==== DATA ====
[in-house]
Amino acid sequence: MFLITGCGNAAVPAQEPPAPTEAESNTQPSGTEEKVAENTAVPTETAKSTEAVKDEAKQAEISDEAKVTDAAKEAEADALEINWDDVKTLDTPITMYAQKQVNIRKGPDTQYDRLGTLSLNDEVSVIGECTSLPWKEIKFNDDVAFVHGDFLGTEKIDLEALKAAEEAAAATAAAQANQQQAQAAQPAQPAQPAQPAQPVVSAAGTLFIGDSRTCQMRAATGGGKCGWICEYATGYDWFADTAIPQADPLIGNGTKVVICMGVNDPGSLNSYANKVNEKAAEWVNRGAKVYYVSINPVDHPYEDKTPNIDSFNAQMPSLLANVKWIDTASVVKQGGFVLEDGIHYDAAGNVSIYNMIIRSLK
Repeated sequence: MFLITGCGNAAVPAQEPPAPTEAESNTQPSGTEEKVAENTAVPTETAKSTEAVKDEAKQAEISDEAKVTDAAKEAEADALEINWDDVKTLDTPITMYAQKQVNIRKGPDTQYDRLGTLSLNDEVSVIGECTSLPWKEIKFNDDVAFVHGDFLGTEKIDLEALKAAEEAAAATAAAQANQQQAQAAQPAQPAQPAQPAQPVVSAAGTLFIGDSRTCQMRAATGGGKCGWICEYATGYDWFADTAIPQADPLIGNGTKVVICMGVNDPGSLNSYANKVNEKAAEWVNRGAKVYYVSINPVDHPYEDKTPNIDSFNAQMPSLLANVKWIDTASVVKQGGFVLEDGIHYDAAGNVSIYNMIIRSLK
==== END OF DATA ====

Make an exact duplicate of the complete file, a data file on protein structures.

[in-house]
Amino acid sequence: MFLITGCGNAAVPAQEPPAPTEAESNTQPSGTEEKVAENTAVPTETAKSTEAVKDEAKQAEISDEAKVTDAAKEAEADALEINWDDVKTLDTPITMYAQKQVNIRKGPDTQYDRLGTLSLNDEVSVIGECTSLPWKEIKFNDDVAFVHGDFLGTEKIDLEALKAAEEAAAATAAAQANQQQAQAAQPAQPAQPAQPAQPVVSAAGTLFIGDSRTCQMRAATGGGKCGWICEYATGYDWFADTAIPQADPLIGNGTKVVICMGVNDPGSLNSYANKVNEKAAEWVNRGAKVYYVSINPVDHPYEDKTPNIDSFNAQMPSLLANVKWIDTASVVKQGGFVLEDGIHYDAAGNVSIYNMIIRSLK
Repeated sequence: MFLITGCGNAAVPAQEPPAPTEAESNTQPSGTEEKVAENTAVPTETAKSTEAVKDEAKQAEISDEAKVTDAAKEAEADALEINWDDVKTLDTPITMYAQKQVNIRKGPDTQYDRLGTLSLNDEVSVIGECTSLPWKEIKFNDDVAFVHGDFLGTEKIDLEALKAAEEAAAATAAAQANQQQAQAAQPAQPAQPAQPAQPVVSAAGTLFIGDSRTCQMRAATGGGKCGWICEYATGYDWFADTAIPQADPLIGNGTKVVICMGVNDPGSLNSYANKVNEKAAEWVNRGAKVYYVSINPVDHPYEDKTPNIDSFNAQMPSLLANVKWIDTASVVKQGGFVLEDGIHYDAAGNVSIYNMIIRSLK